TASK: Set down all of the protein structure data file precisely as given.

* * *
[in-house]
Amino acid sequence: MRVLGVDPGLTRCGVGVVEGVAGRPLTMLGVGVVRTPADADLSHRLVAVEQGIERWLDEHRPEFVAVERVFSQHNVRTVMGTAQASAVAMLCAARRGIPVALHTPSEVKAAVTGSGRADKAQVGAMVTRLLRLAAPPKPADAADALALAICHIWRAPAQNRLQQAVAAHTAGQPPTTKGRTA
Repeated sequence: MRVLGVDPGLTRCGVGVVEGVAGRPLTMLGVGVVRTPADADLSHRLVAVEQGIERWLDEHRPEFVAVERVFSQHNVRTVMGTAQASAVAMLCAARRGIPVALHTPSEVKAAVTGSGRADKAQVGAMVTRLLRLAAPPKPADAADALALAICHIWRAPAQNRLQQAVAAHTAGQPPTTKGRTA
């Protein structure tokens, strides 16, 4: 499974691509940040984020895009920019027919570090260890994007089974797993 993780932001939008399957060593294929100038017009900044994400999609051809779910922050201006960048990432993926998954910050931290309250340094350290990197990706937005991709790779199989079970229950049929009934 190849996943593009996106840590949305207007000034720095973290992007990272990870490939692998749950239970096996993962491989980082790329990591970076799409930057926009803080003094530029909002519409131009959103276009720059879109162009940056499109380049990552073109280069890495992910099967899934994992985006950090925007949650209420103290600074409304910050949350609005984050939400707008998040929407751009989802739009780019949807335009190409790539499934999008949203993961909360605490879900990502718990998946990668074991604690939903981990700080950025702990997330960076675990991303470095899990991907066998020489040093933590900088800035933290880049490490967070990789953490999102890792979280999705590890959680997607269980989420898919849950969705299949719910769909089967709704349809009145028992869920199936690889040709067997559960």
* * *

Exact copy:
[in-house]
Amino acid sequence: MRVLGVDPGLTRCGVGVVEGVAGRPLTMLGVGVVRTPADADLSHRLVAVEQGIERWLDEHRPEFVAVERVFSQHNVRTVMGTAQASAVAMLCAARRGIPVALHTPSEVKAAVTGSGRADKAQVGAMVTRLLRLAAPPKPADAADALALAICHIWRAPAQNRLQQAVAAHTAGQPPTTKGRTA
Repeated sequence: MRVLGVDPGLTRCGVGVVEGVAGRPLTMLGVGVVRTPADADLSHRLVAVEQGIERWLDEHRPEFVAVERVFSQHNVRTVMGTAQASAVAMLCAARRGIPVALHTPSEVKAAVTGSGRADKAQVGAMVTRLLRLAAPPKPADAADALALAICHIWRAPAQNRLQQAVAAHTAGQPPTTKGRTA
């Protein structure tokens, strides 16, 4: 499974691509940040984020895009920019027919570090260890994007089974797993 993780932001939008399957060593294929100038017009900044994400999609051809779910922050201006960048990432993926998954910050931290309250340094350290990197990706937005991709790779199989079970229950049929009934 190849996943593009996106840590949305207007000034720095973290992007990272990870490939692998749950239970096996993962491989980082790329990591970076799409930057926009803080003094530029909002519409131009959103276009720059879109162009940056499109380049990552073109280069890495992910099967899934994992985006950090925007949650209420103290600074409304910050949350609005984050939400707008998040929407751009989802739009780019949807335009190409790539499934999008949203993961909360605490879900990502718990998946990668074991604690939903981990700080950025702990997330960076675990991303470095899990991907066998020489040093933590900088800035933290880049490490967070990789953490999102890792979280999705590890959680997607269980989420898919849950969705299949719910769909089967709704349809009145028992869920199936690889040709067997559960």